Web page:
Biti may boycott trip to China to seal fraudulent deal
Zimbabwe's Finance Minister Tendai Biti is likely to boycott a forthcoming trip to China to tie up a controversial $3-billion platinum deal which has provoked a political storm.
Government insiders and diplomatic officials say relations between Harare and Beijing could become strained if Biti snubs the talks.
China is anxious to secure huge platinum deposits in Zimbabwe worth about $40-billion for a market price of $3-billion. This has angered Harare officials, who think the Chinese want to swindle the country.
Government officials say the Asian economic giant thought it could stampede the country into the deal because it desperately needs funding to revive the economy.
"The problem here is that China, the world’s second largest economy, thinks it get can railroad Zimbabwe into this deal because it is bankrupt, flat broke and desperate," a senior government minister said.
"However, this deal is so dodgy and scandalously unfair that it eventually amounts to a major rip-off."
A senior Asian diplomat told the Sunday Times on Friday that Biti, who has confirmed talks were on about the deal, was angry with the Chinese for trying to grab its mineral resources. The diplomat said the minister considers the Chinese offer as a "grave raw deal".
"After the Export-Import Bank of China (China Eximbank) recently offered Zimbabwe the $3-billion financial package, Biti was expected to travel soon to Beijing to finalise the deal with authorities there. Discussions have been going on for a while now, but Zimbabwe is very unhappy with China over this issue," the diplomat said.
"Now we hear that Biti is not going to China because he feels the transaction is a fraud. He thinks the Chinese want to rip-off Zimbabwe because they know the country is broke and would not in their view refuse that amount of money. Biti is really disturbed and troubled by the deal. He thinks it’s a scam."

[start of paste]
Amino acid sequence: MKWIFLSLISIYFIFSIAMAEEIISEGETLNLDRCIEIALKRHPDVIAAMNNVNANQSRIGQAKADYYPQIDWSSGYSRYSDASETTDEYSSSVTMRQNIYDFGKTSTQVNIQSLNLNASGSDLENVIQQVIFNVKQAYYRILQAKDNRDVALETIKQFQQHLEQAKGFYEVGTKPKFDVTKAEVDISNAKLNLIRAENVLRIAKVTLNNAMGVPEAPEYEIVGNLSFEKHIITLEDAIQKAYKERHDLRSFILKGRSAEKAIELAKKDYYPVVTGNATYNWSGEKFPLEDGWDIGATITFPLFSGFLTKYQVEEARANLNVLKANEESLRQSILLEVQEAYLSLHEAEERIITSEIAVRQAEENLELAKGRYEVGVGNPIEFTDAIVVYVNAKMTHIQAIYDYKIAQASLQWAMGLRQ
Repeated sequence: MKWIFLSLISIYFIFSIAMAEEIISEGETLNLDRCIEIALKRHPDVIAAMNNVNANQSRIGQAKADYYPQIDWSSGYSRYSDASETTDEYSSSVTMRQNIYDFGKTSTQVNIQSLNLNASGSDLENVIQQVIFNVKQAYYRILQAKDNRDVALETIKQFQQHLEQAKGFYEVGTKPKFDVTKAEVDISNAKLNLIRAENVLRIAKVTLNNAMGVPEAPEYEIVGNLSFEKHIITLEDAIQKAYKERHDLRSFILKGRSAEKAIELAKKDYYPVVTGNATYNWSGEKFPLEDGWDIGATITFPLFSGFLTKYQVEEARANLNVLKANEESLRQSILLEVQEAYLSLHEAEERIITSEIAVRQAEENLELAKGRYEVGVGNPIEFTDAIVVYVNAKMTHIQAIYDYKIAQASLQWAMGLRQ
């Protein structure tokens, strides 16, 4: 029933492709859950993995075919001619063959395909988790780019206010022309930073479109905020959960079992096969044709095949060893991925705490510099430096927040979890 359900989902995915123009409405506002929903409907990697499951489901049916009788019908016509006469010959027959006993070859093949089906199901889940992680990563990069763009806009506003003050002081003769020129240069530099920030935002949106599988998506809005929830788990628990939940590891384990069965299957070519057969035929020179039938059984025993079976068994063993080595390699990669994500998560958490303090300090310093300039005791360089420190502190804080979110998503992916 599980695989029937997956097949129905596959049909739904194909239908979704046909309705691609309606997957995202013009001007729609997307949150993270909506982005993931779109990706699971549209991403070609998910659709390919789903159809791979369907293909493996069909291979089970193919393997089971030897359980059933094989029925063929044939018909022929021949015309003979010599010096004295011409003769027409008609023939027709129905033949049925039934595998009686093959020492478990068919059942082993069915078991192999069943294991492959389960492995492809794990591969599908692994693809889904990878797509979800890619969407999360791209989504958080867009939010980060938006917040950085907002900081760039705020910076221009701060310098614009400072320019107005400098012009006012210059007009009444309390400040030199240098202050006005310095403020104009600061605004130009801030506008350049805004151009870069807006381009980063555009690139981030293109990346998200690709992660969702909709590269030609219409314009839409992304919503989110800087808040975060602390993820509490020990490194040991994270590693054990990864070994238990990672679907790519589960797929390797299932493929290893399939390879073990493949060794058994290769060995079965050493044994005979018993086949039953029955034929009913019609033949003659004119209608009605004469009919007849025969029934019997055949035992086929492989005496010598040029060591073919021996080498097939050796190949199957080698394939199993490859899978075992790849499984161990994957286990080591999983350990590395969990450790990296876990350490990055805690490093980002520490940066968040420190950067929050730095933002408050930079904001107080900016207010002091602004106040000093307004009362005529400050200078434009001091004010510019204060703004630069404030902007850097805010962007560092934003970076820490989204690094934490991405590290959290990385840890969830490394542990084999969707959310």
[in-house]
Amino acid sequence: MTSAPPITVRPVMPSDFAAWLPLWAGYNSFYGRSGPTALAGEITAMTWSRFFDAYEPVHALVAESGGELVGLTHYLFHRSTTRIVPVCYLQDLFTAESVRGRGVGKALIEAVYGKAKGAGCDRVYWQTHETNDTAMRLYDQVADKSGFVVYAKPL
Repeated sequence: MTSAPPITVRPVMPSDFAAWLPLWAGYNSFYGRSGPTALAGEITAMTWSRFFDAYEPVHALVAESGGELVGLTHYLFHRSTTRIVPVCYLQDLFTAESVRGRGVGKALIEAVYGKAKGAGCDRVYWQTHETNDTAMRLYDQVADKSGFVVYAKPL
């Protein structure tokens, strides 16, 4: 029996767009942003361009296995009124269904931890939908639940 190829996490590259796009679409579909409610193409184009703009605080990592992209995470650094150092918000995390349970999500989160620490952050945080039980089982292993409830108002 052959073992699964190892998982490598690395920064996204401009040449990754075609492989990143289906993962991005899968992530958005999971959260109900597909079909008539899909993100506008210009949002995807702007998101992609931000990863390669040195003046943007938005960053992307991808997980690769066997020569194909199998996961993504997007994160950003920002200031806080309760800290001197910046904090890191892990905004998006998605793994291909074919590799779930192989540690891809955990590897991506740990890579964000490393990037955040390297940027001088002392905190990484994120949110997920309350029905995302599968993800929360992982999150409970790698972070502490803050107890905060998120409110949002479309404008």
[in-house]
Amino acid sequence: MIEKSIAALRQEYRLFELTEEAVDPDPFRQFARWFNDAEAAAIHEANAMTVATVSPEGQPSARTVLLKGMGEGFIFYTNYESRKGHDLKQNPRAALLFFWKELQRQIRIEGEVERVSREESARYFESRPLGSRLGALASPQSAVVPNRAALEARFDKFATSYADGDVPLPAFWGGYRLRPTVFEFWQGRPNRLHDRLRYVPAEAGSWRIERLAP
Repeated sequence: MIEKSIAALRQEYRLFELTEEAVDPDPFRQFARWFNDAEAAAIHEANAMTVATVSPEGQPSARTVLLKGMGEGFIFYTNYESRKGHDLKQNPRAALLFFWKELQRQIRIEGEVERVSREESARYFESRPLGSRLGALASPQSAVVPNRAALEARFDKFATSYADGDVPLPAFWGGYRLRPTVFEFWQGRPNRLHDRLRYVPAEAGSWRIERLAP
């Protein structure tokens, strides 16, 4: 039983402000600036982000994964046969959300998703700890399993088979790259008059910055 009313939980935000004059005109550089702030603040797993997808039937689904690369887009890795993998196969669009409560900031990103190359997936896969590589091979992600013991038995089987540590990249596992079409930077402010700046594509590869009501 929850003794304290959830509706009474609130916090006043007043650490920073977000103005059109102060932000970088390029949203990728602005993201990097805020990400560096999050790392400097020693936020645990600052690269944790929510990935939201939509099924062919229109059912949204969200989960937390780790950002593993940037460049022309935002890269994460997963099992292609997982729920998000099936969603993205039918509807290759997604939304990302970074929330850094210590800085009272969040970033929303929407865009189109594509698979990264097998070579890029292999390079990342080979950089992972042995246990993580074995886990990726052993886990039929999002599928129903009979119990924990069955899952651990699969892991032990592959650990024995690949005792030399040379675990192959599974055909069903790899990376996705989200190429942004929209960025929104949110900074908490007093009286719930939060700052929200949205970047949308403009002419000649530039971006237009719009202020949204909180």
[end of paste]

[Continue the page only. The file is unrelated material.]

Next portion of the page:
Biti refused to comment on whether or not he would be going to Beijing, only preferring to say "we are still in talks with the Chinese".
China, which considers Zimbabwe a disaster zone even if it is a convenient political ally, has been gradually invading the country economically.
The Chinese have taken over mineral resources, including diamonds, gold, coal and chrome, farms, companies in different sectors of the economy, shops and even flea markets.
This has created undercurrents of resentment in Zimbabweans and discomfort in official circles.
China, which supplies the country with military hardware and ammunition, has extended Zimbabwe credit loan facilities for the procurement of agro-chemicals, agriculture equipment and tools and animal health products. China Eximbank financed these deals.
The bank recently approached Zimbabwe, offering a $3-billion financial master-loan-facility in exchange for platinum deposits in the Chegutu area. The platinum deposits in the Selous and Northfields concession, which covers 110 square kilometres amount to 30 million ounces. This translates into about $40-billion at current market prices.
Biti is also said to be upset by the conditions of the deal. The Chinese have set stringent conditions, which include mortgaging platinum deposits, revenues from Chiadzwa diamond mining activities and tollgate fees.
"Biti thinks these conditions are punitive. He is asking how can a government which is broke like ours mortgage crucial streams of revenue like Chiadzwa and tollgates?" a senior government official said. – Timeslive